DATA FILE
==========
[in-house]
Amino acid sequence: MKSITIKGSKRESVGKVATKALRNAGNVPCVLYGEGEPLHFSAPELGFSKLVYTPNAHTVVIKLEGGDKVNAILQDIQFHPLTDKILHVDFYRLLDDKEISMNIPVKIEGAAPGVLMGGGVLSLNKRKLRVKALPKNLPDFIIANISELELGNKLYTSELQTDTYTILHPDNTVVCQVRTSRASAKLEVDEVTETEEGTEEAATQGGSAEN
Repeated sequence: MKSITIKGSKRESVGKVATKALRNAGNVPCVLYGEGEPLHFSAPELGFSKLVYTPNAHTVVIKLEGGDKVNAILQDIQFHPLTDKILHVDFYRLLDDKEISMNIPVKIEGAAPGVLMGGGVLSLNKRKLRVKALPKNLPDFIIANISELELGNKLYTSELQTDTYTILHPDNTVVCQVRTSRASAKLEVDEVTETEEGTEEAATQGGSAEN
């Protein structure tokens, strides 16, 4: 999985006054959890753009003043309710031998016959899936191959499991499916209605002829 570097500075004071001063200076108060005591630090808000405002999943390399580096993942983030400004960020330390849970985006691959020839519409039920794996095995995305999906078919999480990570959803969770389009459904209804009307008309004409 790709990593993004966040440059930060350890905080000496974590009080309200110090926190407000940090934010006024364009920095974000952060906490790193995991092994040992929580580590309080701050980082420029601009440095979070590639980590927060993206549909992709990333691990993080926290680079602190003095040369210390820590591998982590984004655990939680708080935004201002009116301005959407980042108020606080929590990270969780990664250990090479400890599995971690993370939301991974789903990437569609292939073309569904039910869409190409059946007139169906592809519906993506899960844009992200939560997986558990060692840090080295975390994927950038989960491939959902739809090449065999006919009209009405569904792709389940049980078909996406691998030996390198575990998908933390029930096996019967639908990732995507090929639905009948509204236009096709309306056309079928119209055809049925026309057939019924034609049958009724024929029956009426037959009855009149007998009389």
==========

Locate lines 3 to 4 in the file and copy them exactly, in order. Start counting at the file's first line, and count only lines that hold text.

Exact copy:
Repeated sequence: MKSITIKGSKRESVGKVATKALRNAGNVPCVLYGEGEPLHFSAPELGFSKLVYTPNAHTVVIKLEGGDKVNAILQDIQFHPLTDKILHVDFYRLLDDKEISMNIPVKIEGAAPGVLMGGGVLSLNKRKLRVKALPKNLPDFIIANISELELGNKLYTSELQTDTYTILHPDNTVVCQVRTSRASAKLEVDEVTETEEGTEEAATQGGSAEN
């Protein structure tokens, strides 16, 4: 999985006054959890753009003043309710031998016959899936191959499991499916209605002829 570097500075004071001063200076108060005591630090808000405002999943390399580096993942983030400004960020330390849970985006691959020839519409039920794996095995995305999906078919999480990570959803969770389009459904209804009307008309004409 790709990593993004966040440059930060350890905080000496974590009080309200110090926190407000940090934010006024364009920095974000952060906490790193995991092994040992929580580590309080701050980082420029601009440095979070590639980590927060993206549909992709990333691990993080926290680079602190003095040369210390820590591998982590984004655990939680708080935004201002009116301005959407980042108020606080929590990270969780990664250990090479400890599995971690993370939301991974789903990437569609292939073309569904039910869409190409059946007139169906592809519906993506899960844009992200939560997986558990060692840090080295975390994927950038989960491939959902739809090449065999006919009209009405569904792709389940049980078909996406691998030996390198575990998908933390029930096996019967639908990732995507090929639905009948509204236009096709309306056309079928119209055809049925026309057939019924034609049958009724024929029956009426037959009855009149007998009389």